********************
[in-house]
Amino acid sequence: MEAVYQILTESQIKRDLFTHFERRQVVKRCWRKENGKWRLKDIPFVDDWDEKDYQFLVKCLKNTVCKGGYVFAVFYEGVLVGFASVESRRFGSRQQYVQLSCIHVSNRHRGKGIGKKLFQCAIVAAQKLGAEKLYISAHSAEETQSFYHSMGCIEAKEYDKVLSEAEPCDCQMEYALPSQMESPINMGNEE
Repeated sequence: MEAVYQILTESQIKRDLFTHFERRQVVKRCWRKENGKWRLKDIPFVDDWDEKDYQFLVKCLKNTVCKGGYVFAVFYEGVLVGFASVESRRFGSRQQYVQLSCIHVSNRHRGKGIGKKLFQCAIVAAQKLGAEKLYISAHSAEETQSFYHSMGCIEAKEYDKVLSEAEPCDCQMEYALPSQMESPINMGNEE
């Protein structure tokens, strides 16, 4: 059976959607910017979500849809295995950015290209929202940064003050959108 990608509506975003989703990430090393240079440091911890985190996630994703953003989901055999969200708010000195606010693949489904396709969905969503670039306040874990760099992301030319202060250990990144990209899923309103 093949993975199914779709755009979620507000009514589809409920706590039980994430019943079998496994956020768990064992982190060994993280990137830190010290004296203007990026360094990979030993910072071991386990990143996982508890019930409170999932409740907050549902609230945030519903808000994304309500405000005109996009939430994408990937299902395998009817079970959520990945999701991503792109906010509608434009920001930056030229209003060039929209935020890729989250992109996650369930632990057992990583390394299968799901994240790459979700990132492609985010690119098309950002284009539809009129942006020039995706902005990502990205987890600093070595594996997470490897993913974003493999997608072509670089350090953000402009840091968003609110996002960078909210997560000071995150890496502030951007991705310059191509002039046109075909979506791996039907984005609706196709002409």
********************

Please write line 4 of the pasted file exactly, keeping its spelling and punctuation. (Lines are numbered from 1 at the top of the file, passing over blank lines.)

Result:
């Protein structure tokens, strides 16, 4: 059976959607910017979500849809295995950015290209929202940064003050959108 990608509506975003989703990430090393240079440091911890985190996630994703953003989901055999969200708010000195606010693949489904396709969905969503670039306040874990760099992301030319202060250990990144990209899923309103 093949993975199914779709755009979620507000009514589809409920706590039980994430019943079998496994956020768990064992982190060994993280990137830190010290004296203007990026360094990979030993910072071991386990990143996982508890019930409170999932409740907050549902609230945030519903808000994304309500405000005109996009939430994408990937299902395998009817079970959520990945999701991503792109906010509608434009920001930056030229209003060039929209935020890729989250992109996650369930632990057992990583390394299968799901994240790459979700990132492609985010690119098309950002284009539809009129942006020039995706902005990502990205987890600093070595594996997470490897993913974003493999997608072509670089350090953000402009840091968003609110996002960078909210997560000071995150890496502030951007991705310059191509002039046109075909979506791996039907984005609706196709002409």